What is a Migraine Headache

by Staff on June 18, 2011

What is a migraine? Isn’t it just another headache or is it just an excuse not to do something?

Most people think a migraine is just a headache. That is unless you have lived with someone who has migraines or have known someone who has migraines and is a close friend. Migraines are real and are very painful and usually debilitating to the individual who has migraines. So what does the migraine sufferer experience when having an episode of headaches? Migraine isn’t just any headache. It’s a severe throbbing pain that can keep you home from work, disrupt your family life and leave you with significant disability. Migraines are very common. They affect 28 million people. More women are affected than men. They are severe vascular headaches with sensitivity to light, touch and maybe blurred vision. There may be vomiting, nausea, and/or diarrhea. Usually there are triggers that start the migraine headache.

Now that we have an idea of what they are lets look at the causes. As stated above they are usually triggered by some environmental or physiological factor that leads to a migraine headache. Usually only a small proportion of people can identify their triggers. The following are some triggers: Stress, Sleep disturbances (lack of sleep), Fasting, Hormones, Hormonal changes, Bright or flashing lights, Odors, Cigarette smoke, Alcohol (especially wine), Aged cheeses, MSG (monosodium glutamate), Nitrites, Aspartame, Caffeine Analgesics, Lifestyle triggers, Weather changes, Altitude changes, Intense light, Illness, Dehydration, Missing meals, Hypoglycemia (low blood sugar), Intense light, sound or odors, Drugs (even certain medications), Poor posture, Exhaustion, Emotional changes (especially intense emotional upsets), and Hormonal changes. The range of triggers is many and varied by individual. It is important for you to discover what your triggers may be. One of the best ways is to keep a log of food intake as well as an event log to help you determine what may be triggering your Migraine!

There is usually a sequence of symptoms that occur in a migraine attack. The first is the prodrome phase and generally has a duration of 12 to 24 hours. Some of the symptoms are as follows: increased appetite, decreased appetite, food cravings, constipation, fatigue, irritability, swelling of hands and feet, increased yawning, depressed mood, and difficulty concentrating. You may have one or several these symptoms. The aura phase if present usually has a duration of 10 to 60 minutes. Some of the symptoms that might be experienced are as follows: visual disturbances, numbness, difficulty speaking, vertigo, clumsiness, and mild paralysis. Again you may have one or several of these symptoms. The headache phase usually has a duration 2 to 72 hours. During this phase you will of course experience a headache (usually of extreme nature) and may experience nausea and/or vomiting, light and/or sound sensitivity and sensitivity to smells. The last is the Postdrome Phase of 12 to 24 hours. During this phase you may experience any or all of the following symptoms: elevated mood, depressed mood, irritability, fatigue, diarrhea, increased urination, and food intolerances. Although these phases have been identified, there may be overlapping of symptoms from one phase to the other.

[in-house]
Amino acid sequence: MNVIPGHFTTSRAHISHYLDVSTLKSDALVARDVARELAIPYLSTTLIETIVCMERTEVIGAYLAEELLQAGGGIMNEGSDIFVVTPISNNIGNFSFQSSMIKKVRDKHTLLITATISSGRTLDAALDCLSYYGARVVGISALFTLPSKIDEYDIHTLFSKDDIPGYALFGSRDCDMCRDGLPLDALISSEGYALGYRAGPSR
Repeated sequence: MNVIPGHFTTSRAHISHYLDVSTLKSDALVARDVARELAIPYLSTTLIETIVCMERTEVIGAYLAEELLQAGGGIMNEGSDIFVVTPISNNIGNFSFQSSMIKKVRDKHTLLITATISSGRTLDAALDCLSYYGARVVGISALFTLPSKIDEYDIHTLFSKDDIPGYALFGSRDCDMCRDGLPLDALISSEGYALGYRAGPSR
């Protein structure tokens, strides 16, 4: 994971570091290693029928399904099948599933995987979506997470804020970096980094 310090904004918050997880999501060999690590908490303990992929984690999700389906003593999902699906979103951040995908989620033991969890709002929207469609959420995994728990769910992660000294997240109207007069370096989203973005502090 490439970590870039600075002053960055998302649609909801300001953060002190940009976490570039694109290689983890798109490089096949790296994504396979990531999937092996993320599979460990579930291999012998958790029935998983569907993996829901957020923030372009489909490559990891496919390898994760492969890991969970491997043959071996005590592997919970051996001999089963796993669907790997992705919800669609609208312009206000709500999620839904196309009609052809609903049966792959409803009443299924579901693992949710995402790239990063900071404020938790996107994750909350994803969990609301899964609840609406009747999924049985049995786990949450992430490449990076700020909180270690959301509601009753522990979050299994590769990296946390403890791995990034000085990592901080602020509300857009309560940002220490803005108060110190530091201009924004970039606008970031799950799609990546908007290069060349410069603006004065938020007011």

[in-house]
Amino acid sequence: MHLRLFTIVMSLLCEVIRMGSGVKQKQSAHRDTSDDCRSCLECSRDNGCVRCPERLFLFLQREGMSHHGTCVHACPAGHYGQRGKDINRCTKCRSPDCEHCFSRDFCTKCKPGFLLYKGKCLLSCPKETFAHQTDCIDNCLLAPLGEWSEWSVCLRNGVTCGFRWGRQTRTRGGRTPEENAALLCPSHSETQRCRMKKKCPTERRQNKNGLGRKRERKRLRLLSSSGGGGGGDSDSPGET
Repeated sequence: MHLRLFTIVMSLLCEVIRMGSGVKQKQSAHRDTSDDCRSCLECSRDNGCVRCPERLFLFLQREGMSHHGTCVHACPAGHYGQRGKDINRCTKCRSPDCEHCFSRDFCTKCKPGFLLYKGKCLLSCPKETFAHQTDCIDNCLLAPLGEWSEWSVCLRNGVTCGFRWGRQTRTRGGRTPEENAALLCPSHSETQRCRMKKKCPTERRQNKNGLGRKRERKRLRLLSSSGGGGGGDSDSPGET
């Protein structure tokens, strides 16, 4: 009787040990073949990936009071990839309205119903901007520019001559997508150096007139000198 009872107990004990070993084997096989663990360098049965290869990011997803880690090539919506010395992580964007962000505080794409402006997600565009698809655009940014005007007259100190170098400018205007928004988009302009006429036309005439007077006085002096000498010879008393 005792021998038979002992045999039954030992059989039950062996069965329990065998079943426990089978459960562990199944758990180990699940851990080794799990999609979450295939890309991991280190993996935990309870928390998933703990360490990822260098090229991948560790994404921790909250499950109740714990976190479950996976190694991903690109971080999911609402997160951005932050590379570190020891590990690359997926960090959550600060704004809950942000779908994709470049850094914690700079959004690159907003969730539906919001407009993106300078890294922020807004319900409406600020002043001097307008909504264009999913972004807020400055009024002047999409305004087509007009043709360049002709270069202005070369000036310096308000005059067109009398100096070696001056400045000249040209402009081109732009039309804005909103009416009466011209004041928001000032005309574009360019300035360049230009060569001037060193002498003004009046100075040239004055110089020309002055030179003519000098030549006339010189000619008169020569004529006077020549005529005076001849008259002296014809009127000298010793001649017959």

There are a lot of hypotheses about the mechanism of migraine headaches. Most hypotheses have some constricting and dilating blood vessels, and nerve signals not functioning properly. The answer may be more of a combination of these hypotheses than any other answer. There does not seem to be consistent agreement about the exact mechanism of the headache. There does now seem to be more agreement that migraine headaches do exist and are a real and debilitating problem for many people.

This brings us to the treatment phase. Treatment is more varied than any other aspect of the Migraine problem. Many medications for pain are used. Whether pain medication is over the counter or prescription there is the possibility of rebound headaches occurring. Basically the medication is triggering another headache. The cycle is headache, medication and rebound to another headache. Some studies indicate as high as seventy percent of those with Migraines have rebound headaches. There are other medications that are used such as antidepressants, beta-blockers, channel calcium blockers, and AED’s. There are some indications that diet changes help some migraine suffers but not all. Nutritional supplements may offer the best opportunity for migraine sufferers. There are probably not enough clinical studies to completely know the answer to that nutritional supplement solution. However, the report from people using these type products seems indicate them to be the best solution with no evident side effects.

In conclusion, Migraines are real, they are painful, and they are disruptive to ones life. The good news is that they are treatable. You have to make the decision as to which method of treatment you want use. The range is wide. Just because a method works well in theory does not make it right for you. Look for a good sound product that has the least side effects and give it a try.

Jerry L Wright, MS


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